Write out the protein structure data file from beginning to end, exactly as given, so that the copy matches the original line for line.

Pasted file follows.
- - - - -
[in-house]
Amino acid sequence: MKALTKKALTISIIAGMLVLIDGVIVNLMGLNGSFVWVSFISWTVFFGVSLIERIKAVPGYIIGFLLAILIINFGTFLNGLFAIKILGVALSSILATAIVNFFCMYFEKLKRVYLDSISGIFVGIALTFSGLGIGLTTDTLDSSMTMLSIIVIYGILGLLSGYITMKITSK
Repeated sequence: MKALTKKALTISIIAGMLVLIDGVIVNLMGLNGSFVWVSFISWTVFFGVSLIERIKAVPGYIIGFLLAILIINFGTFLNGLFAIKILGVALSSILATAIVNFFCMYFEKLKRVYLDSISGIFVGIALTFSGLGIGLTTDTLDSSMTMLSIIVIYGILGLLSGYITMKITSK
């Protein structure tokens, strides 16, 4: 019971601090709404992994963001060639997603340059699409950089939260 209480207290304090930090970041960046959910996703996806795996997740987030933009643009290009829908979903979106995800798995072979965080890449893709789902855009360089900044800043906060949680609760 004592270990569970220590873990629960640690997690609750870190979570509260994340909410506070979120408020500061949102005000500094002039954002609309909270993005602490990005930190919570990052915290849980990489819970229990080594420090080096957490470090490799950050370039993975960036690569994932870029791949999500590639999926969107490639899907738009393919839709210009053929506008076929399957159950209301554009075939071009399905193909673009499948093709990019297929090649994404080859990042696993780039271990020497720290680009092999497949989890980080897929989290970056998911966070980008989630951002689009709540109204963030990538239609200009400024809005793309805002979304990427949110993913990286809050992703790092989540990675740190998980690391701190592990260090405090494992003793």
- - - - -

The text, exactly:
[in-house]
Amino acid sequence: MKALTKKALTISIIAGMLVLIDGVIVNLMGLNGSFVWVSFISWTVFFGVSLIERIKAVPGYIIGFLLAILIINFGTFLNGLFAIKILGVALSSILATAIVNFFCMYFEKLKRVYLDSISGIFVGIALTFSGLGIGLTTDTLDSSMTMLSIIVIYGILGLLSGYITMKITSK
Repeated sequence: MKALTKKALTISIIAGMLVLIDGVIVNLMGLNGSFVWVSFISWTVFFGVSLIERIKAVPGYIIGFLLAILIINFGTFLNGLFAIKILGVALSSILATAIVNFFCMYFEKLKRVYLDSISGIFVGIALTFSGLGIGLTTDTLDSSMTMLSIIVIYGILGLLSGYITMKITSK
């Protein structure tokens, strides 16, 4: 019971601090709404992994963001060639997603340059699409950089939260 209480207290304090930090970041960046959910996703996806795996997740987030933009643009290009829908979903979106995800798995072979965080890449893709789902855009360089900044800043906060949680609760 004592270990569970220590873990629960640690997690609750870190979570509260994340909410506070979120408020500061949102005000500094002039954002609309909270993005602490990005930190919570990052915290849980990489819970229990080594420090080096957490470090490799950050370039993975960036690569994932870029791949999500590639999926969107490639899907738009393919839709210009053929506008076929399957159950209301554009075939071009399905193909673009499948093709990019297929090649994404080859990042696993780039271990020497720290680009092999497949989890980080897929989290970056998911966070980008989630951002689009709540109204963030990538239609200009400024809005793309805002979304990427949110993913990286809050992703790092989540990675740190998980690391701190592990260090405090494992003793």